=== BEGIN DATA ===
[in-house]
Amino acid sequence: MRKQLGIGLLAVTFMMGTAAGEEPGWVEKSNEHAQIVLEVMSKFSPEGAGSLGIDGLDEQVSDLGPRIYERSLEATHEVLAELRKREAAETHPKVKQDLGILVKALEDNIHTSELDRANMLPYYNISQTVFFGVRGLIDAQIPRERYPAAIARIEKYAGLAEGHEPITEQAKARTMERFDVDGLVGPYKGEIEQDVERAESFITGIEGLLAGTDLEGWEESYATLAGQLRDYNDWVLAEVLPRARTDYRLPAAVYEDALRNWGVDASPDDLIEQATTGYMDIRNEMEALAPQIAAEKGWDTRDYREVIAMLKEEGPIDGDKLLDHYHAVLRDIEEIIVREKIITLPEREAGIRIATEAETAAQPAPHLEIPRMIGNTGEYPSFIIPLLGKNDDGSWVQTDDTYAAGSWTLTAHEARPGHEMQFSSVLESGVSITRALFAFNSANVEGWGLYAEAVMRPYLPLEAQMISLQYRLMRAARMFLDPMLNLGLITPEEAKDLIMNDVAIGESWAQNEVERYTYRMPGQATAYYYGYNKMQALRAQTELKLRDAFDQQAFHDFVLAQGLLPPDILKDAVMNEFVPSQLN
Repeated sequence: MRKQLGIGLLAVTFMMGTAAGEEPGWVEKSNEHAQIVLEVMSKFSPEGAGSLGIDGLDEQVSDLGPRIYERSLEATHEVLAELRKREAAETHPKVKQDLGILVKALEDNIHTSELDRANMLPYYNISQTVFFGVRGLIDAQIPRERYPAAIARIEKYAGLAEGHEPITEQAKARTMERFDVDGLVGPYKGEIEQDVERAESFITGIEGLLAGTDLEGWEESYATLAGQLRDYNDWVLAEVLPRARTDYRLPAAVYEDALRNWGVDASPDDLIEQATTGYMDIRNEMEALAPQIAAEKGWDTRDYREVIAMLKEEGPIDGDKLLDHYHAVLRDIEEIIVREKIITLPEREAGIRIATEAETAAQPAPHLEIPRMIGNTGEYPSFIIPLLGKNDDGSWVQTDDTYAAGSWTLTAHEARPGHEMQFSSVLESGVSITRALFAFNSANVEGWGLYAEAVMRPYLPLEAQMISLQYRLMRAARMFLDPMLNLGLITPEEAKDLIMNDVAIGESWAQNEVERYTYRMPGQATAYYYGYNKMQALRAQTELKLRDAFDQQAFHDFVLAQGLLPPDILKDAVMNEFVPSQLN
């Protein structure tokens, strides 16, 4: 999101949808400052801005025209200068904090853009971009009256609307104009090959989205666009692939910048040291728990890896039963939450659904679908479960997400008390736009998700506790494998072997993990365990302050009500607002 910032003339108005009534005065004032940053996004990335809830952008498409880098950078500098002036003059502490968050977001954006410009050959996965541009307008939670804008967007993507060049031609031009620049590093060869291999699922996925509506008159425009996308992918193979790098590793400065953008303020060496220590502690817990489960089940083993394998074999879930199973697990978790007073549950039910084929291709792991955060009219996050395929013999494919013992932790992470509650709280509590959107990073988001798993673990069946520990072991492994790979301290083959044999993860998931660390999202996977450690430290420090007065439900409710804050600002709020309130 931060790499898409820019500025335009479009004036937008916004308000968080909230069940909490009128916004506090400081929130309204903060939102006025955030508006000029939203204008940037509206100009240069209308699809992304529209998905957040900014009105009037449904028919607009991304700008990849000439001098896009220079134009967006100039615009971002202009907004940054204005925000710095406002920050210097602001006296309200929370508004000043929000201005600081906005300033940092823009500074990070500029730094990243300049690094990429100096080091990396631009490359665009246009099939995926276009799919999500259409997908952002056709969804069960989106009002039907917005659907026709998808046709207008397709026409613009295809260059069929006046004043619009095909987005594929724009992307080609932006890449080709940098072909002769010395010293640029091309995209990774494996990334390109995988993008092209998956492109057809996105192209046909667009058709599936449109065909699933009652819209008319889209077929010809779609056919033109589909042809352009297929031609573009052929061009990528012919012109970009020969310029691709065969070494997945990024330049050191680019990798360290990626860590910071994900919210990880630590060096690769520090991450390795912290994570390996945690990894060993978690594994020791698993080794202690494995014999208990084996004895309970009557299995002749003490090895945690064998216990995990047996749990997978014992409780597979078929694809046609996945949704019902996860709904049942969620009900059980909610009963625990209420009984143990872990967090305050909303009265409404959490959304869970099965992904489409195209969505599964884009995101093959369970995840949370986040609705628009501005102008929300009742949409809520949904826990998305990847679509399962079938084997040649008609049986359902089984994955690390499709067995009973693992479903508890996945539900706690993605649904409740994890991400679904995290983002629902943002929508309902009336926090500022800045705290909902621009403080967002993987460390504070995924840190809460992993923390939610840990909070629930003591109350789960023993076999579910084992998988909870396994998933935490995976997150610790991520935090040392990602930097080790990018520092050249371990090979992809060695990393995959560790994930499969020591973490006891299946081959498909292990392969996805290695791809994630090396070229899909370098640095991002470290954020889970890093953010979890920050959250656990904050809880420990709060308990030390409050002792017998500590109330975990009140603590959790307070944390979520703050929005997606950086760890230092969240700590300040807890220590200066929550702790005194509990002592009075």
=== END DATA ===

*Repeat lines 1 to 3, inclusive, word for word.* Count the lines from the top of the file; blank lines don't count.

[in-house]
Amino acid sequence: MRKQLGIGLLAVTFMMGTAAGEEPGWVEKSNEHAQIVLEVMSKFSPEGAGSLGIDGLDEQVSDLGPRIYERSLEATHEVLAELRKREAAETHPKVKQDLGILVKALEDNIHTSELDRANMLPYYNISQTVFFGVRGLIDAQIPRERYPAAIARIEKYAGLAEGHEPITEQAKARTMERFDVDGLVGPYKGEIEQDVERAESFITGIEGLLAGTDLEGWEESYATLAGQLRDYNDWVLAEVLPRARTDYRLPAAVYEDALRNWGVDASPDDLIEQATTGYMDIRNEMEALAPQIAAEKGWDTRDYREVIAMLKEEGPIDGDKLLDHYHAVLRDIEEIIVREKIITLPEREAGIRIATEAETAAQPAPHLEIPRMIGNTGEYPSFIIPLLGKNDDGSWVQTDDTYAAGSWTLTAHEARPGHEMQFSSVLESGVSITRALFAFNSANVEGWGLYAEAVMRPYLPLEAQMISLQYRLMRAARMFLDPMLNLGLITPEEAKDLIMNDVAIGESWAQNEVERYTYRMPGQATAYYYGYNKMQALRAQTELKLRDAFDQQAFHDFVLAQGLLPPDILKDAVMNEFVPSQLN
Repeated sequence: MRKQLGIGLLAVTFMMGTAAGEEPGWVEKSNEHAQIVLEVMSKFSPEGAGSLGIDGLDEQVSDLGPRIYERSLEATHEVLAELRKREAAETHPKVKQDLGILVKALEDNIHTSELDRANMLPYYNISQTVFFGVRGLIDAQIPRERYPAAIARIEKYAGLAEGHEPITEQAKARTMERFDVDGLVGPYKGEIEQDVERAESFITGIEGLLAGTDLEGWEESYATLAGQLRDYNDWVLAEVLPRARTDYRLPAAVYEDALRNWGVDASPDDLIEQATTGYMDIRNEMEALAPQIAAEKGWDTRDYREVIAMLKEEGPIDGDKLLDHYHAVLRDIEEIIVREKIITLPEREAGIRIATEAETAAQPAPHLEIPRMIGNTGEYPSFIIPLLGKNDDGSWVQTDDTYAAGSWTLTAHEARPGHEMQFSSVLESGVSITRALFAFNSANVEGWGLYAEAVMRPYLPLEAQMISLQYRLMRAARMFLDPMLNLGLITPEEAKDLIMNDVAIGESWAQNEVERYTYRMPGQATAYYYGYNKMQALRAQTELKLRDAFDQQAFHDFVLAQGLLPPDILKDAVMNEFVPSQLN